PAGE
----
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Florence Pugh Unveils Shaved Head At The Met Gala

Florence Pugh used her first-ever Met Gala appearance to unveil a dramatic new hairstyle.

The “Black Widow” and “Don’t Worry Darling” actor appeared at New York’s Metropolitan Museum of Art Monday in a white Valentino gown accentuated with a black bow.

But it was Pugh’s hair transformation that garnered most of the buzz, and quite literally: She appeared at the Monday night soirée sporting a freshly shaved head, accentuated with a feathered headdress.

John Shearer via Getty Images

Interestingly, reports about Pugh’s new hair ― or, rather, lack thereof ― had been circulating on celebrity and fashion outlets for several days ahead of the event.

Last week, however, she appeared to put those rumors to rest by turning up at the reopening of Tiffany & Co.’s flagship store in New York with bangs and a chic bob said to have been inspired by Michelle Pfeiffer’s character in the 1983 film “Scarface.”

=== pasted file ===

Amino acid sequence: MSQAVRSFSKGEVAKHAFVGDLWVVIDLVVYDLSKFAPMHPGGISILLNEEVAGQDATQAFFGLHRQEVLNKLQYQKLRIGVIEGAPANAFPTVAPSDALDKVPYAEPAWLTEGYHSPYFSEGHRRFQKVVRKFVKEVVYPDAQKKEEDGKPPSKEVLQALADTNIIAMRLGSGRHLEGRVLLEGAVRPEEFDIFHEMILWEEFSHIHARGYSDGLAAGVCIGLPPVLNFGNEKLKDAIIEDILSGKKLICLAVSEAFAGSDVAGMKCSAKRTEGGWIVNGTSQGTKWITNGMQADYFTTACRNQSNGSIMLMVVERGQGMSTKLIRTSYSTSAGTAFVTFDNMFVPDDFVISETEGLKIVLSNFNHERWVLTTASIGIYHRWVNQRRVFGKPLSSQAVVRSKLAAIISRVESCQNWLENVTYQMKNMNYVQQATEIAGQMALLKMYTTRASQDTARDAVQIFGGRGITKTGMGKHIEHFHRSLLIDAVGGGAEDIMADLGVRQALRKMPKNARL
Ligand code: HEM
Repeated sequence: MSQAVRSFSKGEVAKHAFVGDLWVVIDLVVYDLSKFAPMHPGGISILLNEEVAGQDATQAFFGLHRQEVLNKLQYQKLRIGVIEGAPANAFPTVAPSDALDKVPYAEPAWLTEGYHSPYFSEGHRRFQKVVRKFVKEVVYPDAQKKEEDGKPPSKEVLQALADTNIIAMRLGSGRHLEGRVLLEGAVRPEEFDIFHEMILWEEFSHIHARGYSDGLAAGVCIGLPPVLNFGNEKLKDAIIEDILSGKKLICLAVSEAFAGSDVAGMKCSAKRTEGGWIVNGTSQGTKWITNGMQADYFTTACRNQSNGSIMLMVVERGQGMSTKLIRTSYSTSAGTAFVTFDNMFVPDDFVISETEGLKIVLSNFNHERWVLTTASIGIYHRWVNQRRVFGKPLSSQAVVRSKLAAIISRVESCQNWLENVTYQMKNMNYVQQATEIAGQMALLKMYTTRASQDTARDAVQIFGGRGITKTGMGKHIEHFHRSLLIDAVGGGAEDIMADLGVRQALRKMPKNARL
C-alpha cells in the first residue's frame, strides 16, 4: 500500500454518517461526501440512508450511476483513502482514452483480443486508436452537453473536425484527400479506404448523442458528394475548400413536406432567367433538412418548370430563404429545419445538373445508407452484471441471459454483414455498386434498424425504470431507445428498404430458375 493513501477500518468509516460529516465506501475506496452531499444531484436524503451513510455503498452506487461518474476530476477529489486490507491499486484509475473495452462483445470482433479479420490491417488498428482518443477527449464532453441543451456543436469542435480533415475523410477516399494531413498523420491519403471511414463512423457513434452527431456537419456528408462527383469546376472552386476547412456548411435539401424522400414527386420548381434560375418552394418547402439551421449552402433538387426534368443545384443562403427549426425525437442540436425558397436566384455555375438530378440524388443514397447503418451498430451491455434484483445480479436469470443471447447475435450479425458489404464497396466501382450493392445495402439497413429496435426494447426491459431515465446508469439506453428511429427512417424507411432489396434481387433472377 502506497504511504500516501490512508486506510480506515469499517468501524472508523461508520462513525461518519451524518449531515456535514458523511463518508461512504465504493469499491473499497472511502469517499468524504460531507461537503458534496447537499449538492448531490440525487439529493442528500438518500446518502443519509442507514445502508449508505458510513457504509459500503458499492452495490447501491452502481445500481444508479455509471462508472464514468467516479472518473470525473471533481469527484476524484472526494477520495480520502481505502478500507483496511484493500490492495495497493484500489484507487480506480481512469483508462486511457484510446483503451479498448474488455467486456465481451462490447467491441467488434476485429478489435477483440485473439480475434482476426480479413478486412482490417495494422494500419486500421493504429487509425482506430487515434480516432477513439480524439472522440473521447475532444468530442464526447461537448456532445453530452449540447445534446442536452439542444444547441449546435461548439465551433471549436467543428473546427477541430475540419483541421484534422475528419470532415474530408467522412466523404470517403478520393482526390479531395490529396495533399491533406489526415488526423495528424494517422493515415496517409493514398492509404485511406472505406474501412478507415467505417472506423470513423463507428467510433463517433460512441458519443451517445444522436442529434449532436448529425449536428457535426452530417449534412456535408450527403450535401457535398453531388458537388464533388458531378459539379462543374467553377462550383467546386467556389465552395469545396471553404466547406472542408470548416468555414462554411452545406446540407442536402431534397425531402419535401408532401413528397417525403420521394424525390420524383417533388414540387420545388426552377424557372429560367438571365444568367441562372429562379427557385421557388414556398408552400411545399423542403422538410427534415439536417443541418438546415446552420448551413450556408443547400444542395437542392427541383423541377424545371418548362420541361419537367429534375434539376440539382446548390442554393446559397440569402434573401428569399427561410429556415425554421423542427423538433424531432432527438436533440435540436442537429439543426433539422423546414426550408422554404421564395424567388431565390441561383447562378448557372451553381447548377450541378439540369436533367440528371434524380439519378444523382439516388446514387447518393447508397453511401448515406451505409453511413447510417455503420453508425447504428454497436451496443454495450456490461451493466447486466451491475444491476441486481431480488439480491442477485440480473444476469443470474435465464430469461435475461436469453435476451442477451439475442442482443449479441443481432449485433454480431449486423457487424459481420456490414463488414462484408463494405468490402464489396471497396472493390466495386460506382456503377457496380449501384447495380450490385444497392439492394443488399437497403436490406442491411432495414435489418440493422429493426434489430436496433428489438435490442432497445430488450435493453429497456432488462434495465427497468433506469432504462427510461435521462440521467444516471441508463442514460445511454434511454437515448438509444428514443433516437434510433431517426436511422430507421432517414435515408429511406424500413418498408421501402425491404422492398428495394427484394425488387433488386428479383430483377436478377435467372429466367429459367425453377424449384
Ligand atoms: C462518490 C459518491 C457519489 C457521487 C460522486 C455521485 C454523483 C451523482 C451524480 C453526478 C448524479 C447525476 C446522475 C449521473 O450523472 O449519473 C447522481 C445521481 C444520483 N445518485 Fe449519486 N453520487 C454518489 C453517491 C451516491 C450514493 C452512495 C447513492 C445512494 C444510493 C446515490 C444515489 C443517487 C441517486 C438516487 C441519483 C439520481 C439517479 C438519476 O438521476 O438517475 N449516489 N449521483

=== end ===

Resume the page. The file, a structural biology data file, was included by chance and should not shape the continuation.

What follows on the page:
Matt Winkelmeyer/MG23 via Getty Images

According to E! News, she was likely wearing a wig at the time.

The Met Gala also coincided with the premiere of Valentino’s new campaign starring Pugh in which the actor takes viewers “on a tour of humanity’s wide range of emotions,” as noted in a statement issued by the high-end fashion brand. However, the actor notably sports her signature blond locks in the ads.

Jamie McCarthy via Getty Images

Speaking to The New York Times last week, Pugh promised that her look for her debut Met Gala would be “big, but we like big, don’t we?”

“The idea is to be as bold as possible,” she said. “I love the power that it gives me. I love how it sparks conversation.”

Elsewhere in the interview, Pugh suggested that critics of her past looks ― such as her gown-and-shorts ensemble at the 2023 Academy Awards or the see-through skirt for Paris Fashion Week ― were often missing the point.

Mike Coppola via Getty Images

“Every time I step out in whatever dress, that’s a version of me that I’m really proud of,” she said. “So it doesn’t matter if people don’t necessarily like it. I don’t think anything that I do has to be 100% loved. Things being up for debate is good. It means people are interested.”

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